Mic Cab, DI, or Both?

Discussion in 'Live Sound [BG]' started by bareass, Oct 24, 2012.

  1. Hey all,

    I'm getting into a new band, who plays wedding/parties ect. and run IEMs. and FOH. I'm wondering if you think i should mic my cab, or just DI/signal off the back of the amp.

    for that matter, what are you experiences just running a preamp/DI and not having a cab on stage when using IEM. I'm concerned that i won't be able to feel the the bass...

  2. Dave W

    Dave W Supporting Member

    Mar 1, 2007
    White Plains
    For me, in that situation, I'd go DI.
  3. derrico1

    derrico1 Supporting Member

    Apr 12, 2005
    Charlottesville, VA
    In that situation, if the PA is decent and everyone on stage is using IEMs, I'd just use a preamp or DI.
  4. use a DI...but look at the million and one other threads answering the same question...
  5. DethByDoom


    Sep 23, 2012
    I prefer a "healthy" stage volume. And a miced cab. I dont have all this expensive riggage just to look at. I also like to feel bass.

    But you gotta do what's right for the gig. So the d.i. may be right. That was hard to say. I feel a bit sick. Go with what your gut says. If your more comfortable playing when you can feel yourself, stick with it. You'll play better if you comfortable.
  6. Essen

    Essen Supporting Member

    Mar 12, 2008
    That depends a lot on what sound you want. If I was using just one bass, no effects, the eq set flat into a neutral sounding cab - Then I'd use the DI.
    But if you do use effects, and your amp/cab is a big part of your sound, then I'd use the mic.
  7. DethByDoom


    Sep 23, 2012
  8. seamonkey


    Aug 6, 2004
  9. G3Mitch


    Feb 8, 2011
    New Zealand
    This ftw.
  10. Baker69


    Mar 24, 2008
    I would just DI off the amp, but equally it is important to get a good 'feel' on stage so your backline amp needs to be of a reasonable volume that you are happy with but not so loud as your DI'd sound cannot be put in the mix.

    My own personal preference is for my main bass sound to come from my stage amp with some DI'd sound coming out of the main P.A. to complement it. ;)
  11. this is typically how i do it too. but the stage volume is so low i don't want it to be all bass.
    the band is going from a band with no bassist at all, to me! just trying to make it an easy transition
  12. i agree, unless its vitally important to have your amp use a DI/pre-amp pedal. your using IEMs anyway.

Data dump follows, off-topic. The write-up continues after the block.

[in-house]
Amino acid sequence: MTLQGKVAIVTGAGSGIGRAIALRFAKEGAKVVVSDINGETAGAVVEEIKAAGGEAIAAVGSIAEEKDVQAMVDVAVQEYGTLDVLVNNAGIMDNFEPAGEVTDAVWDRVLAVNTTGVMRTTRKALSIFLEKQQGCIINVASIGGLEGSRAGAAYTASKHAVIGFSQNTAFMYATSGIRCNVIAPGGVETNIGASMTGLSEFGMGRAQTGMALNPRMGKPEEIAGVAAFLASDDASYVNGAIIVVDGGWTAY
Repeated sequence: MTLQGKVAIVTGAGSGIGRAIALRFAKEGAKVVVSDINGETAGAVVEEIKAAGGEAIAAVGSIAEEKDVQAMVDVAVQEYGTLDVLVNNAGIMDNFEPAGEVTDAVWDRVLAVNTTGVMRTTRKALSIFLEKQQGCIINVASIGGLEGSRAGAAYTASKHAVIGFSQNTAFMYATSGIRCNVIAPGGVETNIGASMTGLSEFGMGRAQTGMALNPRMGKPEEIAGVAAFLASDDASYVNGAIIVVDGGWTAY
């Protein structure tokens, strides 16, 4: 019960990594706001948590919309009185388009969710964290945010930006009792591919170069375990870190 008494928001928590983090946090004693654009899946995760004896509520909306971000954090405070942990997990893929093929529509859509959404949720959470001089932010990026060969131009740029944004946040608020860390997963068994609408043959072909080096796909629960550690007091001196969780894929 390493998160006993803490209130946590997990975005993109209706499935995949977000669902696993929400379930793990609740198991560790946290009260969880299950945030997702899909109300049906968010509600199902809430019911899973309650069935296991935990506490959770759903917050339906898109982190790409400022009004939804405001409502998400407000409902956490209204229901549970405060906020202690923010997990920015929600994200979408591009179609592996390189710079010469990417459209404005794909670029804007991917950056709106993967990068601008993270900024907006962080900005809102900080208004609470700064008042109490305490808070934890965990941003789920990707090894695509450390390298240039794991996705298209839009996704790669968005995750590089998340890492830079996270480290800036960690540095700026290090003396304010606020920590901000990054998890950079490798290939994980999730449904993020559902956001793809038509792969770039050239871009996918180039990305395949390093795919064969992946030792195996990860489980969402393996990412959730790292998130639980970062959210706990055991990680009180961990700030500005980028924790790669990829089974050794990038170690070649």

what is everyone else' setup? are they using amps/stage monitors along with the IEMs? if not, i would say keep the stage clean and dont even bother with an amp.

    all that said, ive never used IEMs where everyone had them and gone "amp-less". i imagine it takes some getting used to, but think of how much less stuff you have to load in/out.

    my .02, and good luck with the new band
  13. Thought I'd give an update for searching sake.

    I brought out my amp and went straight off the back (no di yet) and decided to turn the volume completely off!
    The guitar players are micing their cabs with shields, and the drums are shielded too. Keys are obviously direct.
    Sound wise, I couldn't hear my can at all, so didn't find a point to having any volume. I was running the output pre eq, but am now post eq, with my eq set mostly flat. I just wanted the signal to go through the preamp to warm it up a bit.
    This is just until I get myself a Reddi
  14. JimmyM


    Apr 11, 2005
    Apopka, FL
    Endorsing: Ampeg Amps, EMG Pickups
    Correct answer ;) Have never done an IEM gig, but the only way I could see myself being happy through it is with a REDDI. I'm a cab mic lover too, but the REDDI's finally made me happy with a DI line.
  15. ggunn


    Aug 30, 2006
    Austin, TX
    Sometimes the XLR out of a head will cause a 60Hz hum/buzz in the PA that you cannot get rid of no matter what you do. Have a mic as a backup if you go this way.
  16. testing1two

    testing1two Gold Supporting Member

    Feb 25, 2009
    Southern California
    I love both but it's rare that I ever get to use both since it only makes sense if you have a digital console (or outboard box) that can phase align the two signals.

    If I was a heavy effects guy I would choose a mic since the speakers dampen some of the harshness of overdrives and other effects. If I was a mostly clean player I would choose a DI for the cleanest full range signal possible.
  17. JimmyM


    Apr 11, 2005
    Apopka, FL
    Endorsing: Ampeg Amps, EMG Pickups
    I don't know if that's true. I've blended two signals before many times and have rarely had to phase align. Once in a while I do, most of the time I don't. Usually I can just change the EQ on one or the other and it stops phasing.
  18. Floyd Eye

    Floyd Eye Banned

    Feb 21, 2010
    St. Louis
    If you really like the tone of your rig and you have a real good mic, use it. Otherwise DI and make sure you have a good soundguy.
  19. ekikoo


    Apr 4, 2010
    We're just about to have our first gig at a small venue in which we're going to use our amps alone. However I bought a Zoom B2 which goes into my HA3500 to colour the sound a bit, a few distortion patches will be used. But if the time comes that a venue has its own larger PA-system, what would happen if we just took the DI out of that Hartke head, having that effects pedal in input? (I don't own a di.box now, nor does B2 have balanced out). Not too experienced with using effects in those conditions...

    edit: Of course the patch volumes have been set to somewhat match each other :--b
  20. I do both, when given the time and opportunity. I mic using a Shure Beta 57 and DI from my SANSAmp BDDI. I have both of these XLR's ready for the sound man. If I can only use one, I use the DI feed.